QUESTION: Our company would like to assemble its senior staff for a four-day retreat at a facility near our headquarters to work on our long-term business plan and receive some training. This would not be travel “away from home” for most of them, and we understand that the usual travel exclusion rules will not apply to our local employees. But will we need to treat the value of lodging provided to those local employees as taxable income?
ANSWER: Whether your local employees will be able to exclude the value of their lodging will depend on whether the lodging qualifies as a working condition fringe benefit. To qualify for that exclusion, property or services provided to an employee must be ones that would be deductible as business expenses if the employee had paid for the property or services without reimbursement. Generally, the cost of lodging when an employee is not traveling away from home fails that condition because it is a personal expense. But IRS regulations published in 2014 establish two ways to show that employer-provided local lodging is deductible, and consequently excludable from income as a working condition fringe benefit.
To be deductible as a business expense under the final regulations, local lodging must satisfy either a safe harbor or a facts-and-circumstances test. The safe harbor applies if all of the following conditions are met:
the lodging is necessary for the individual to fully participate in or be available for a bona fide business meeting or other business function;
the lodging is not provided for more than five consecutive calendar days and does not recur more often than once per calendar quarter;
the employer requires employees who incur the expenses to remain at the activity or function over-night; and
the lodging is not “lavish or extravagant” under the circumstances and does not provide any significant element of personal pleasure, recreation, or benefit.
If the safe harbor is not met (e.g., if the lodging is provided for more than five consecutive calendar days), local lodging will be deductible only if, considering all of the facts and circumstances, the expense is paid or incurred in carrying on the employee’s trade or business (including the trade or business of being an employee). The regulations do not attempt to describe all of the factors that might enter into that determination, but they do note that one factor is whether the local lodging expense was incurred “because of a bona fide condition or requirement of employment imposed by the taxpayer’s employer.” Examples in the regulations suggest that the facts-and-circumstances test will typically be met if an overnight company event is a bona fide condition or requirement of employment, the employer has a noncompensatory business purpose for paying the lodging expense, the expense is not being paid primarily to provide a social or personal benefit to employees, and the lodging is not lavish or extravagant.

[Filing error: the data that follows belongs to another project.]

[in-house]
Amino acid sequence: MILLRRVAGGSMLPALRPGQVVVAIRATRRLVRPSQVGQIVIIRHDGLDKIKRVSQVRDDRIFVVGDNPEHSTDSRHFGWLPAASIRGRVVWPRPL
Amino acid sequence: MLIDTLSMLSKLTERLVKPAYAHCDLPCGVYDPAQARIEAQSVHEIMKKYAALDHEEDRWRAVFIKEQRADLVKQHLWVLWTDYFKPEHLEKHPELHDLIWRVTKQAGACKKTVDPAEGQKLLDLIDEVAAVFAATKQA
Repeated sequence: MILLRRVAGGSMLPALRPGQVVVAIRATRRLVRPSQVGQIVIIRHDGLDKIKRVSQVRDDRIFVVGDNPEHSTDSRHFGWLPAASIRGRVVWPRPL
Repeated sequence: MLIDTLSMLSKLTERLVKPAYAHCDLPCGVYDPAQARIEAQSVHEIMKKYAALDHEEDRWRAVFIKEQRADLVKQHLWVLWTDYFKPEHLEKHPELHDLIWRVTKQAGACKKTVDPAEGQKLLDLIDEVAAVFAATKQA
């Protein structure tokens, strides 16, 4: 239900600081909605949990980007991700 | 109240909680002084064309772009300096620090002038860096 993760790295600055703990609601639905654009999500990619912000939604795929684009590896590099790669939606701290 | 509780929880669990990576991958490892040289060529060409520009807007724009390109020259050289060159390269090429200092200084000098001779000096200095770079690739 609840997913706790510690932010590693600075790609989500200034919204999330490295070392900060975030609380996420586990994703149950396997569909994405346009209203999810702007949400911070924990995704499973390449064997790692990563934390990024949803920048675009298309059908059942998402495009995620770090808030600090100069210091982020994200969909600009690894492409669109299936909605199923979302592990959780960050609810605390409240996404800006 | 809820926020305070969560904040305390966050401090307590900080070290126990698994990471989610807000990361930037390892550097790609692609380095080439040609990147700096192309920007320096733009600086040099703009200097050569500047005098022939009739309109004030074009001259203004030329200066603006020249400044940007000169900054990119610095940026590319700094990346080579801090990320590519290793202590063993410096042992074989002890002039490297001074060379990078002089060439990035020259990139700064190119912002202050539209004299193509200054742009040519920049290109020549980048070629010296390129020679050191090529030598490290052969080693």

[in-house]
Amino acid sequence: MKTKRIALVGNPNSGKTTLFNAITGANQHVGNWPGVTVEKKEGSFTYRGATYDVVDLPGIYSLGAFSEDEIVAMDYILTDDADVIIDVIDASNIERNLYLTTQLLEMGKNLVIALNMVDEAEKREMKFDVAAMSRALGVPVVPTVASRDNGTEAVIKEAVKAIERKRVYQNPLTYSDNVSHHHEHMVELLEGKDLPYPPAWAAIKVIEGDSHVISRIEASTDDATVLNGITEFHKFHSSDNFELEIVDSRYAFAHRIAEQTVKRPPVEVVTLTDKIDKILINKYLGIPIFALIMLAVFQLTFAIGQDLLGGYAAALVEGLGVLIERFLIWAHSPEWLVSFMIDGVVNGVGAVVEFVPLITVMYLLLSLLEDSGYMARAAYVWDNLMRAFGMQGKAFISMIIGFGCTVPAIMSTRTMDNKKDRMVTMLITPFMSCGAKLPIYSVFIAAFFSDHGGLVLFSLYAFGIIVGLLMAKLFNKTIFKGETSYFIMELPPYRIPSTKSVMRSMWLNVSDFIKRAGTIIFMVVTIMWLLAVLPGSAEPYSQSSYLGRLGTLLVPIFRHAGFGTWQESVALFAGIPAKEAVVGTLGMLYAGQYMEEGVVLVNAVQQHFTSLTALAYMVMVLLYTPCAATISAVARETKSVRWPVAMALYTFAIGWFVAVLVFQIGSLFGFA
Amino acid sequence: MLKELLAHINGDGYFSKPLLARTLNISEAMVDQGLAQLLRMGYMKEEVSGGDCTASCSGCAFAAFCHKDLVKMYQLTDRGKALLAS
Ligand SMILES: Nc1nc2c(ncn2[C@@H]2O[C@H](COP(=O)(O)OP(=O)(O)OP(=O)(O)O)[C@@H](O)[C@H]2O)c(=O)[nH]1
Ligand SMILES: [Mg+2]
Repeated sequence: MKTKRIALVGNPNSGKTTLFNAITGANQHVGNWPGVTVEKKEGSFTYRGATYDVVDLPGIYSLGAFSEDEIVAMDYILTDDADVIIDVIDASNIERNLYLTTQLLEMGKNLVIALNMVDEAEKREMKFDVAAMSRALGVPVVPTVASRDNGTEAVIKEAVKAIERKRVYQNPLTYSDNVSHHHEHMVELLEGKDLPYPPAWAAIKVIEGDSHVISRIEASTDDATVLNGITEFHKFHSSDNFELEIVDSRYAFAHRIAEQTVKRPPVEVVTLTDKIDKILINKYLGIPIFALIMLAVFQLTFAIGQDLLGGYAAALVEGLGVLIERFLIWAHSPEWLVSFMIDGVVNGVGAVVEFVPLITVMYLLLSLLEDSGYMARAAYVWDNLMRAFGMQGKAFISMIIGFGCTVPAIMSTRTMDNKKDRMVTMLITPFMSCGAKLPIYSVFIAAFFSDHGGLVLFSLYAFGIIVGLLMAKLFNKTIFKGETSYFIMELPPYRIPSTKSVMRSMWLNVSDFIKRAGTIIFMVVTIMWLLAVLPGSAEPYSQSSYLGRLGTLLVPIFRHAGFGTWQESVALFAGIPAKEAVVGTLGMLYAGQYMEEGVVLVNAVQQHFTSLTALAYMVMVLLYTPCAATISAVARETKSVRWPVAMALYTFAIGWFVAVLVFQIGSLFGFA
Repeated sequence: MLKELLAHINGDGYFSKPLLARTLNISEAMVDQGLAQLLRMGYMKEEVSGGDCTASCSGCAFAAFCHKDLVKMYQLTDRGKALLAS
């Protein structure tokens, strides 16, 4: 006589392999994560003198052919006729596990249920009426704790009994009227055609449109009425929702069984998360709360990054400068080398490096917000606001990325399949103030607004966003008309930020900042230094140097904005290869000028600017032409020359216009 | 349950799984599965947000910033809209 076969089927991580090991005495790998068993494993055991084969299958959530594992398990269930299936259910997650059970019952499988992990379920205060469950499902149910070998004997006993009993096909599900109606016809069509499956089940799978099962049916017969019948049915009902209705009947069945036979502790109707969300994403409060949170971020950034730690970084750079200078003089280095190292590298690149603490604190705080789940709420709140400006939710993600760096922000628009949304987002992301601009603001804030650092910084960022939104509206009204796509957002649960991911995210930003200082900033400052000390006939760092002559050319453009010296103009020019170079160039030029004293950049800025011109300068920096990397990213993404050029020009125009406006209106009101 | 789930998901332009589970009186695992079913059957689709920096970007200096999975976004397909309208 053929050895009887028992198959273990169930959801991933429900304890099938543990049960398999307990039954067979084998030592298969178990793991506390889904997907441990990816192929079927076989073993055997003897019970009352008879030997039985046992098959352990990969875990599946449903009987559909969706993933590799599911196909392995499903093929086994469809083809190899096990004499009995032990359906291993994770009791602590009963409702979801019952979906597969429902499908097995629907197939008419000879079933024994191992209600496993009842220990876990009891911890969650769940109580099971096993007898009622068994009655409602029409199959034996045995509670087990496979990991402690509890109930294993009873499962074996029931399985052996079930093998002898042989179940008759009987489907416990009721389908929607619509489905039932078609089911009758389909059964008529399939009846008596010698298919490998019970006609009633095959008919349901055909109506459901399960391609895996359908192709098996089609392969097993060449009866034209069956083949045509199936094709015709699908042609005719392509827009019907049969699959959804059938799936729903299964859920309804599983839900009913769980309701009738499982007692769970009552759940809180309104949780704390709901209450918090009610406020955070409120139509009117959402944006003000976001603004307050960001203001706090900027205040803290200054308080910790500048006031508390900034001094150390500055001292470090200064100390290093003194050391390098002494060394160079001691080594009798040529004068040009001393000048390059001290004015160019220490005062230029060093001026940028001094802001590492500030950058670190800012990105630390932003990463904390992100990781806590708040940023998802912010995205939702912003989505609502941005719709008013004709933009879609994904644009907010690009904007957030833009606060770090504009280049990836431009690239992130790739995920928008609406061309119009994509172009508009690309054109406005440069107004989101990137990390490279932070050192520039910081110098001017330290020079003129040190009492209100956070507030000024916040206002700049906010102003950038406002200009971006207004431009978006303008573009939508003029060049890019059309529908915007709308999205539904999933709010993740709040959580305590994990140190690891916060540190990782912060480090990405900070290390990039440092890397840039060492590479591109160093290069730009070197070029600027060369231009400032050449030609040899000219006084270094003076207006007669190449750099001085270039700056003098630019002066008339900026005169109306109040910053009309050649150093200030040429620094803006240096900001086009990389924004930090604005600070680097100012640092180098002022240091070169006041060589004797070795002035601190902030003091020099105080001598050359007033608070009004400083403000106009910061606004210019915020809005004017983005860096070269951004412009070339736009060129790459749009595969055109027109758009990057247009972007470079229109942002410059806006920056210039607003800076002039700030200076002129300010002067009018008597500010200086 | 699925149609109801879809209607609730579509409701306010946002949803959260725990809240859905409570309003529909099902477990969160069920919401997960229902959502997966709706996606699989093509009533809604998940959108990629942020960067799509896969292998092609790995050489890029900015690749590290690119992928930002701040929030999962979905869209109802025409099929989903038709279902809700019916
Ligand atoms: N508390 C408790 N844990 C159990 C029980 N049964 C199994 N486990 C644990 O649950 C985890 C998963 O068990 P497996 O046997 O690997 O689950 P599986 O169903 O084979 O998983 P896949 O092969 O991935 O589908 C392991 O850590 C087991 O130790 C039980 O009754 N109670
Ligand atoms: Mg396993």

If you structure your event so it satisfies the requirements of the safe harbor, or you can establish the deductibility of the lodging expense using the facts-and-circumstances test, the value of the lodging provided to your local employees when they attend your retreat should be excludable from their gross income. For more information, see EBIA’s Fringe Benefits manual at Sections XXIII.B (“What Is a Working Condition Fringe?”) and XXIII.E (“Local Lodging”).
Contributing Editors: EBIA Staff.